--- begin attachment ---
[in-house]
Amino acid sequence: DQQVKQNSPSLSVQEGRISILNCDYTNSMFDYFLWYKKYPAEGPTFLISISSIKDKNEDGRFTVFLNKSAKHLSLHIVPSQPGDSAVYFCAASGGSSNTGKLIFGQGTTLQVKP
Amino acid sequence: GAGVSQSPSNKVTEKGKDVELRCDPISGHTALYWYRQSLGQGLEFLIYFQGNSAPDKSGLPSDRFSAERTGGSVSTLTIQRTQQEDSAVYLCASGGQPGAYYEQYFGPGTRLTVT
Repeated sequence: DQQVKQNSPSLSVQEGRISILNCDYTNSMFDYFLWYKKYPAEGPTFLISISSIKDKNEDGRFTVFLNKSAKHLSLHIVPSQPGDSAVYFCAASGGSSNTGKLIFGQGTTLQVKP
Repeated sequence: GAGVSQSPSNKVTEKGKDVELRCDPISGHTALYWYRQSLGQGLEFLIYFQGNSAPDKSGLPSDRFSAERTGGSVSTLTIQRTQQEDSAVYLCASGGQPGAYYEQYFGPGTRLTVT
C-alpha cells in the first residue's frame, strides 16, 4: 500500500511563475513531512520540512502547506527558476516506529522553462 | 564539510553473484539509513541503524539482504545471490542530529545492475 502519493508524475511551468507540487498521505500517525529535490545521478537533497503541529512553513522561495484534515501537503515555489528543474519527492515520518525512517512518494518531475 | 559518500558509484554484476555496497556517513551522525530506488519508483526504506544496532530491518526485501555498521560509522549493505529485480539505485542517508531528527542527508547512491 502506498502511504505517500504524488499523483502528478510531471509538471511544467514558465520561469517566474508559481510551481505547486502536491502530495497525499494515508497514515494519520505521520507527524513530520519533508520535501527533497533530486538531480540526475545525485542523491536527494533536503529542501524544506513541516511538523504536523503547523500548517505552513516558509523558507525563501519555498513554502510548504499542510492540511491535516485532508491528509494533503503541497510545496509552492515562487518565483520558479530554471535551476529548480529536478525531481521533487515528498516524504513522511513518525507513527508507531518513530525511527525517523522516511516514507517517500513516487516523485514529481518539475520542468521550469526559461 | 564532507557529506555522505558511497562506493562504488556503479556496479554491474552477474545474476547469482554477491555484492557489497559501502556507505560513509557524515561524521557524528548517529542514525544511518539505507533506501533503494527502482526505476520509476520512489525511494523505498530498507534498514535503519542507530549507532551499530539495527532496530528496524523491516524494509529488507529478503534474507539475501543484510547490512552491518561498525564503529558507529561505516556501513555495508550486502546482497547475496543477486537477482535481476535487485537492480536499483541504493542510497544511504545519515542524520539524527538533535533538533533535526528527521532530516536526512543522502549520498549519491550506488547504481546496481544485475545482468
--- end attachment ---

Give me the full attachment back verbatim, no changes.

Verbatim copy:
[in-house]
Amino acid sequence: DQQVKQNSPSLSVQEGRISILNCDYTNSMFDYFLWYKKYPAEGPTFLISISSIKDKNEDGRFTVFLNKSAKHLSLHIVPSQPGDSAVYFCAASGGSSNTGKLIFGQGTTLQVKP
Amino acid sequence: GAGVSQSPSNKVTEKGKDVELRCDPISGHTALYWYRQSLGQGLEFLIYFQGNSAPDKSGLPSDRFSAERTGGSVSTLTIQRTQQEDSAVYLCASGGQPGAYYEQYFGPGTRLTVT
Repeated sequence: DQQVKQNSPSLSVQEGRISILNCDYTNSMFDYFLWYKKYPAEGPTFLISISSIKDKNEDGRFTVFLNKSAKHLSLHIVPSQPGDSAVYFCAASGGSSNTGKLIFGQGTTLQVKP
Repeated sequence: GAGVSQSPSNKVTEKGKDVELRCDPISGHTALYWYRQSLGQGLEFLIYFQGNSAPDKSGLPSDRFSAERTGGSVSTLTIQRTQQEDSAVYLCASGGQPGAYYEQYFGPGTRLTVT
C-alpha cells in the first residue's frame, strides 16, 4: 500500500511563475513531512520540512502547506527558476516506529522553462 | 564539510553473484539509513541503524539482504545471490542530529545492475 502519493508524475511551468507540487498521505500517525529535490545521478537533497503541529512553513522561495484534515501537503515555489528543474519527492515520518525512517512518494518531475 | 559518500558509484554484476555496497556517513551522525530506488519508483526504506544496532530491518526485501555498521560509522549493505529485480539505485542517508531528527542527508547512491 502506498502511504505517500504524488499523483502528478510531471509538471511544467514558465520561469517566474508559481510551481505547486502536491502530495497525499494515508497514515494519520505521520507527524513530520519533508520535501527533497533530486538531480540526475545525485542523491536527494533536503529542501524544506513541516511538523504536523503547523500548517505552513516558509523558507525563501519555498513554502510548504499542510492540511491535516485532508491528509494533503503541497510545496509552492515562487518565483520558479530554471535551476529548480529536478525531481521533487515528498516524504513522511513518525507513527508507531518513530525511527525517523522516511516514507517517500513516487516523485514529481518539475520542468521550469526559461 | 564532507557529506555522505558511497562506493562504488556503479556496479554491474552477474545474476547469482554477491555484492557489497559501502556507505560513509557524515561524521557524528548517529542514525544511518539505507533506501533503494527502482526505476520509476520512489525511494523505498530498507534498514535503519542507530549507532551499530539495527532496530528496524523491516524494509529488507529478503534474507539475501543484510547490512552491518561498525564503529558507529561505516556501513555495508550486502546482497547475496543477486537477482535481476535487485537492480536499483541504493542510497544511504545519515542524520539524527538533535533538533533535526528527521532530516536526512543522502549520498549519491550506488547504481546496481544485475545482468